[PAST EVENT] RadioSense: Exploiting Wireless Communication Patterns for Body Sensor Network Activity Recognition

Friday, October 5th 2012
3pm - 4pm
McGlothlin-Street Hall, Room 20
251 Jamestown Rd
Williamsburg, VA 23185
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Xin Qi, who has been nominated for a 2012-13 Park Graduate Award, will discuss RadioSense, a prototype system that exploits wireless communication patterns for body sensor network activity recognition.
Full Description
Automatically recognizing human activities in a body sensor network (BSN) enables many human-centric applications. Many current works recognize human activities through collecting and analyzing sensor readings from on-body sensor nodes. These sensing-based solutions face a dilemma. On the one hand, to guarantee data availability and recognition accuracy, sensing-based solutions have to either utilize a high transmission power or involve a packet retransmission mechanism. On the other hand, enhancing the transmission power increases a sensor node's energy overheads and communication range. The enlarged communication range in consequence increases privacy risks. A packet retransmission mechanism complicates on-body sensor nodes' MAC layer and hence increases energy overheads.

In contrast to the sensing-based solutions, we build RadioSense, a prototype system that exploits wireless communication patterns for BSN activity recognition. Using RadioSense, we benchmark three system parameters (transmission (TX) power, packet sending rate, and smoothing window size) to design algorithms for system parameter selection. The algorithms aim to balance accuracy, latency, and energy overheads. In addition, we investigate the minimal amount of training data needed for reliable performance. We evaluate our RadioSense system with multiple subjects' data collected over a two-week period and demonstrate that RadioSense achieves reliable performance in terms of accuracy, latency and battery lifetime.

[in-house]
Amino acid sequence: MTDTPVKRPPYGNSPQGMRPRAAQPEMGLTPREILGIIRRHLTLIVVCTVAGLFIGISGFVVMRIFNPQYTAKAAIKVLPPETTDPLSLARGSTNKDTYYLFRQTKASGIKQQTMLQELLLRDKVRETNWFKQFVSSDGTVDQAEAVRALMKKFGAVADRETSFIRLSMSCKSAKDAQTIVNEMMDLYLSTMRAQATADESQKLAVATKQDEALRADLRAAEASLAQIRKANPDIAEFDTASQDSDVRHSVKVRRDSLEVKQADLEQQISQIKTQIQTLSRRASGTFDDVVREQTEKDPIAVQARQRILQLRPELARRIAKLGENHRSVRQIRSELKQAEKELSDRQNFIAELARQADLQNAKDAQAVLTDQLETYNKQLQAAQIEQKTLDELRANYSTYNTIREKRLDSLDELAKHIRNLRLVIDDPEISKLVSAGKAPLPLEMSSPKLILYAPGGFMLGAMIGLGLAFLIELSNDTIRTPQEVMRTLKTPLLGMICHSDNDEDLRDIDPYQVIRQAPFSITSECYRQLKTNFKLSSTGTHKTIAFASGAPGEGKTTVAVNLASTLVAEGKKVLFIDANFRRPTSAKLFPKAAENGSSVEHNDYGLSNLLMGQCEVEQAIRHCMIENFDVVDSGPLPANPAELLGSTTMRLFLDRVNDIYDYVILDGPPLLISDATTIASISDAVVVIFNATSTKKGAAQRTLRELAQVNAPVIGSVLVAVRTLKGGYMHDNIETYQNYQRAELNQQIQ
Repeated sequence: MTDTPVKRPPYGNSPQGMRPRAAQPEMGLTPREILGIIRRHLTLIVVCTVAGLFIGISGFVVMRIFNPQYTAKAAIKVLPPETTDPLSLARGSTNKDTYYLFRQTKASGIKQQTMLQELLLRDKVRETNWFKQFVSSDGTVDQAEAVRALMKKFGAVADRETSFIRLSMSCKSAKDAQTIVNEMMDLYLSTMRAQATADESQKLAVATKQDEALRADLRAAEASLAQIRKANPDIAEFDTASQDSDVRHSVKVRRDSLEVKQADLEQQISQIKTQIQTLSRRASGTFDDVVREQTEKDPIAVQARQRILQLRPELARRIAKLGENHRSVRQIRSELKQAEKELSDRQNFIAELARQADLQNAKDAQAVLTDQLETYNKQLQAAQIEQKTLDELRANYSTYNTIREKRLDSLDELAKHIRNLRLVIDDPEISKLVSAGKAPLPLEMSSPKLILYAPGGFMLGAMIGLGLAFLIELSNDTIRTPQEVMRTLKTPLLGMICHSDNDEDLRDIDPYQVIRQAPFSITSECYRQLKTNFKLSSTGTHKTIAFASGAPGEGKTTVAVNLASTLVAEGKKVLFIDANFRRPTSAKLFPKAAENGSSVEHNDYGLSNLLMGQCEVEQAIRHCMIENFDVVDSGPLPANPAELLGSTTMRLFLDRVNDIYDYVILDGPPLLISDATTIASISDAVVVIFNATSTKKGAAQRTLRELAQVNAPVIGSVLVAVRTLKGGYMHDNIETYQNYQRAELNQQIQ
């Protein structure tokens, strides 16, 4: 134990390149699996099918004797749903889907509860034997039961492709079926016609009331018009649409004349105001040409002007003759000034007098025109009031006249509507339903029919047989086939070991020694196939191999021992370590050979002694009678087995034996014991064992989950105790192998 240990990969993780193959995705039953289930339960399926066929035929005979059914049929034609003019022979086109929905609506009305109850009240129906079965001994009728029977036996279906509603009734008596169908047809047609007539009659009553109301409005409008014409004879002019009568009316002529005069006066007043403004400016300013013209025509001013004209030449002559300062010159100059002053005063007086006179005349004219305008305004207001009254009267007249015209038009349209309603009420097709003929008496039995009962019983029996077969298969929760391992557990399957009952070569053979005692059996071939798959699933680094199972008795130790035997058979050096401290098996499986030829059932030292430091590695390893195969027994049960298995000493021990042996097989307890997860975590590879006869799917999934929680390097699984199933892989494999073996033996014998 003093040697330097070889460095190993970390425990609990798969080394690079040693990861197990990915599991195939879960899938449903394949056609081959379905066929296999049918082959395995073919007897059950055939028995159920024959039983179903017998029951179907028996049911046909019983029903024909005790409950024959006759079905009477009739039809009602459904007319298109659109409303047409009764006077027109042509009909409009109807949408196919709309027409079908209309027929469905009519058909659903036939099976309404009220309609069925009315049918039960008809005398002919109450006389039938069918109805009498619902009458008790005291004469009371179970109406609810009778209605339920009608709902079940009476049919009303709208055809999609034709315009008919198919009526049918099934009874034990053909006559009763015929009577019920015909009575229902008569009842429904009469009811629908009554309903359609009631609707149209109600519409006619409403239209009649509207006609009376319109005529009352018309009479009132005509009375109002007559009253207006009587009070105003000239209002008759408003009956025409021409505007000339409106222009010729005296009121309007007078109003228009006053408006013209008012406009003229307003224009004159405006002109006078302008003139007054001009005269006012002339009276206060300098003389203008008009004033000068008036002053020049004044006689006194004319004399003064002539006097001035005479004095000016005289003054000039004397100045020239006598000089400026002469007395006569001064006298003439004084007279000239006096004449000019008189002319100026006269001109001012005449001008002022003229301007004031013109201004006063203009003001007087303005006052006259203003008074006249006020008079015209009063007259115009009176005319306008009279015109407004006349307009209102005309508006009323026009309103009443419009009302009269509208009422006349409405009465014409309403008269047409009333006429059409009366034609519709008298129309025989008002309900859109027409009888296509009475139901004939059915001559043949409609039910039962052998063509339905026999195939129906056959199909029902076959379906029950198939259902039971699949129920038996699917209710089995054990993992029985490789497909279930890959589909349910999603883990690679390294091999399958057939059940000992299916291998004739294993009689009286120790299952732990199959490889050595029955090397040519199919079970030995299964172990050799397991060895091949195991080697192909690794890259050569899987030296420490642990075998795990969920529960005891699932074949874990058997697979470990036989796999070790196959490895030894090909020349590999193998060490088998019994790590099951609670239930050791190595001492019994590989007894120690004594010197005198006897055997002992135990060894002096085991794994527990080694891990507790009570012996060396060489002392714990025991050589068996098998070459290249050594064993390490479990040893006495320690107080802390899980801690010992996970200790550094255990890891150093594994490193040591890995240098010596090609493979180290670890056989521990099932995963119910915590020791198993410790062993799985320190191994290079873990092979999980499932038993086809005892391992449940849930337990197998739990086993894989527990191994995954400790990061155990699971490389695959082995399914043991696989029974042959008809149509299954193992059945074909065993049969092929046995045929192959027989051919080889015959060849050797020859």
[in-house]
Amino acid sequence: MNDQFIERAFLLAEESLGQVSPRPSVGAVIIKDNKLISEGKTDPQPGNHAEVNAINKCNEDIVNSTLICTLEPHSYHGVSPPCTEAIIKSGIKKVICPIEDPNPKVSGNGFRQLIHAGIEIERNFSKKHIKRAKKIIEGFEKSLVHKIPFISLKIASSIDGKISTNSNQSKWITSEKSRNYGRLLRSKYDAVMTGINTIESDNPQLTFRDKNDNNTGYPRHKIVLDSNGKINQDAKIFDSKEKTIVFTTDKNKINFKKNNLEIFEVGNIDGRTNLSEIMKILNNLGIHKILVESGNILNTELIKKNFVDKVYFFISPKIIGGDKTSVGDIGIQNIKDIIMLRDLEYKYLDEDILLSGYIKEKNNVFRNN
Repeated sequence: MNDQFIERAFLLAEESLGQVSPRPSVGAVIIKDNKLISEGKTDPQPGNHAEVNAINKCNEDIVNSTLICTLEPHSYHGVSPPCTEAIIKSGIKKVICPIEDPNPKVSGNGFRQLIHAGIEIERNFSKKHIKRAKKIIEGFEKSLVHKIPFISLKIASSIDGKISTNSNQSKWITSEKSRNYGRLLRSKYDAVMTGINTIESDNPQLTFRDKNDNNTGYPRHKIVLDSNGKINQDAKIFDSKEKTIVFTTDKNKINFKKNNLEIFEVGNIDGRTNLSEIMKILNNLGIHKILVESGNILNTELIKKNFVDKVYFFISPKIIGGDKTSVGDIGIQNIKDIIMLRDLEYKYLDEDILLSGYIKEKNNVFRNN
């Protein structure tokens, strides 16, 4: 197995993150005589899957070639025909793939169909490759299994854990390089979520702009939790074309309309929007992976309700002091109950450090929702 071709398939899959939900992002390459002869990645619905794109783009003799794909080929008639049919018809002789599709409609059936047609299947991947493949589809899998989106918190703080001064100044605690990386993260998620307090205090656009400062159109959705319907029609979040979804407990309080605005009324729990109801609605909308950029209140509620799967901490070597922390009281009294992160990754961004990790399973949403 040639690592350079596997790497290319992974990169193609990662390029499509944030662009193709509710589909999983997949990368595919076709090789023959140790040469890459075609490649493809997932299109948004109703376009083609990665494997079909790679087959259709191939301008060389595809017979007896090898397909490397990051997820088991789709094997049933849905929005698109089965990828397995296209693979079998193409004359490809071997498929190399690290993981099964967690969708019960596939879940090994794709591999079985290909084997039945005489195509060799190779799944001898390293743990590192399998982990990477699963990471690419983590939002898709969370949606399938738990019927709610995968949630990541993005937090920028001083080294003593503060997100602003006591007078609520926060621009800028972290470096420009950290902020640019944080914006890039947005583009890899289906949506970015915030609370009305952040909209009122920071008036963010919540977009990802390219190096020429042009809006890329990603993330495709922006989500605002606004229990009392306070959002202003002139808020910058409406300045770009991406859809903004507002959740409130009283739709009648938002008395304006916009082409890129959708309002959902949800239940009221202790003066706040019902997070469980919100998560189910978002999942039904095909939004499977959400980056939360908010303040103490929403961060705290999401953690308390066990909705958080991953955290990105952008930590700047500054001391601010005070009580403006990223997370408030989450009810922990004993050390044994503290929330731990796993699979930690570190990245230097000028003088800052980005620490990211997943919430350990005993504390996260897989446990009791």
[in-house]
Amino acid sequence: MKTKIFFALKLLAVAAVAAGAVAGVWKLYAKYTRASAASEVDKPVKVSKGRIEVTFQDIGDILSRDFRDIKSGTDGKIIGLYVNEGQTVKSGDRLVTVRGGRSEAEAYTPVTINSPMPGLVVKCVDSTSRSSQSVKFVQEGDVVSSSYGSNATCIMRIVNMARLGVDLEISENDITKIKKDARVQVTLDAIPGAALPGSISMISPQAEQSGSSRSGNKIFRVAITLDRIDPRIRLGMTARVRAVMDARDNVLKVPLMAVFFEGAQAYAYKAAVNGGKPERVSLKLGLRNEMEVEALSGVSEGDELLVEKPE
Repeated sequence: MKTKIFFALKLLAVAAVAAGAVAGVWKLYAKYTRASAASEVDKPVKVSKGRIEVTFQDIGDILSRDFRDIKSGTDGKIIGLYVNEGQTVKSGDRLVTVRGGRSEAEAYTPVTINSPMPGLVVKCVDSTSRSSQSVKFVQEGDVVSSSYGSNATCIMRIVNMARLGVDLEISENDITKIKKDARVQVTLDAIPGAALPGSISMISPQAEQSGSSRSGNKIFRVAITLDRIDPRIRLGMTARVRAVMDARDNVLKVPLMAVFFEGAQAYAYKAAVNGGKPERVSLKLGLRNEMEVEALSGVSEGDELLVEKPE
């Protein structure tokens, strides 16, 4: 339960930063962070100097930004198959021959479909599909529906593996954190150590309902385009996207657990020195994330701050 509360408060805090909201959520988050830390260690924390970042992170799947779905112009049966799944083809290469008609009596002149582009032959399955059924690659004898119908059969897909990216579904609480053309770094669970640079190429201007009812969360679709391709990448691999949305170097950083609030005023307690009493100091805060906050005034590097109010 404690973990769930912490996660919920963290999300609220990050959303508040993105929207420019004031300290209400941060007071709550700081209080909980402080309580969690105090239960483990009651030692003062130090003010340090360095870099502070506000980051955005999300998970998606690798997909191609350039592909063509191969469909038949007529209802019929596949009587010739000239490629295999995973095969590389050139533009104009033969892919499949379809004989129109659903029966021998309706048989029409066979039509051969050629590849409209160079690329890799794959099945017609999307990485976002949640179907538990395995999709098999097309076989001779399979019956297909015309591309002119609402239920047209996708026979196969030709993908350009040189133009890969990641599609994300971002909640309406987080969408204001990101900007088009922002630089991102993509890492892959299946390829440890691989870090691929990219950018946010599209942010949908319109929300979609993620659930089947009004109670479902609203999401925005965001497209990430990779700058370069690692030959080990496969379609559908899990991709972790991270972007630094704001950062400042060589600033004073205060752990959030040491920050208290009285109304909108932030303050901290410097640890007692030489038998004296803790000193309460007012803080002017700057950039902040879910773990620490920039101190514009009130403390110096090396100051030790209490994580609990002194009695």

Xin Qi is a Ph.D. candidate supervised by Professor Gang Zhou. He received his M.Eng. in Pattern Recognition and Intelligent Systems in June 2010 from the National Laboratory of Pattern Recognition at the Institute of Automation, CAS, and his B.Sc. degree in Computer Science in June 2007 from Nanjing University. His research mainly focuses on applying machine learning in ubiquitous environment.
Department of Computer Science
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